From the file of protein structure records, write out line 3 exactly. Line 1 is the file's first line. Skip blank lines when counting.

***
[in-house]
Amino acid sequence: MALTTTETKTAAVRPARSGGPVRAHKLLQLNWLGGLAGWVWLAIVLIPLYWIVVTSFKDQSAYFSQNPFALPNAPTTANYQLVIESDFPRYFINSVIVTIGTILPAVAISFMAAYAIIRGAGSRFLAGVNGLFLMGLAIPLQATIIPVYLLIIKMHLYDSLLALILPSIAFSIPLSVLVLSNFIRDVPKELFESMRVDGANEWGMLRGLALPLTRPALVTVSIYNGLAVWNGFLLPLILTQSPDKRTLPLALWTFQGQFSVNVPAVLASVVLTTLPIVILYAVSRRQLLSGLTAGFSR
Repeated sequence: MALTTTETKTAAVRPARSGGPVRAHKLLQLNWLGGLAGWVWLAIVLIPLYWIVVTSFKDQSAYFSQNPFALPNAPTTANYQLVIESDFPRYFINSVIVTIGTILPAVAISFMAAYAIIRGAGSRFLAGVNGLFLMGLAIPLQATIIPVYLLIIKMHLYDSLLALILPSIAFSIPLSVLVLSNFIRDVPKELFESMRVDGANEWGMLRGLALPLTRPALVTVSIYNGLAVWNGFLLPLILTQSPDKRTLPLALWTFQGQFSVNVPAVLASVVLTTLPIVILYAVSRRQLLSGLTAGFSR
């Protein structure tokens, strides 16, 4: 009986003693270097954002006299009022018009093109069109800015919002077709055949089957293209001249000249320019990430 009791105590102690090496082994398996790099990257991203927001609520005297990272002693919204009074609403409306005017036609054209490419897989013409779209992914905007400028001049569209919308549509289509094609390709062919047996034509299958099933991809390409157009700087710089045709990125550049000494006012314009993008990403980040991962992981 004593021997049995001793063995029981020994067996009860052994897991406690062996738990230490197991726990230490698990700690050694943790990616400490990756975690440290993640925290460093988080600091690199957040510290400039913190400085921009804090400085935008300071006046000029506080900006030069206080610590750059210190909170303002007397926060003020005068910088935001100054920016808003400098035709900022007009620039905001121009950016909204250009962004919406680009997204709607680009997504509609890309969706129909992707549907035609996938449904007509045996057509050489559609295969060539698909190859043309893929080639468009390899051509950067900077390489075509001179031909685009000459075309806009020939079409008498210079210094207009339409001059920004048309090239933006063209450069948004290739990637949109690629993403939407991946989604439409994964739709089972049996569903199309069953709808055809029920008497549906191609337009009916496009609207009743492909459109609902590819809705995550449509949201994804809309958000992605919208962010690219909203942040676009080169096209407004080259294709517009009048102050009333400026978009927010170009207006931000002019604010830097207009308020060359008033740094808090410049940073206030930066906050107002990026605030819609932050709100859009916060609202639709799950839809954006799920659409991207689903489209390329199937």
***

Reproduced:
Repeated sequence: MALTTTETKTAAVRPARSGGPVRAHKLLQLNWLGGLAGWVWLAIVLIPLYWIVVTSFKDQSAYFSQNPFALPNAPTTANYQLVIESDFPRYFINSVIVTIGTILPAVAISFMAAYAIIRGAGSRFLAGVNGLFLMGLAIPLQATIIPVYLLIIKMHLYDSLLALILPSIAFSIPLSVLVLSNFIRDVPKELFESMRVDGANEWGMLRGLALPLTRPALVTVSIYNGLAVWNGFLLPLILTQSPDKRTLPLALWTFQGQFSVNVPAVLASVVLTTLPIVILYAVSRRQLLSGLTAGFSR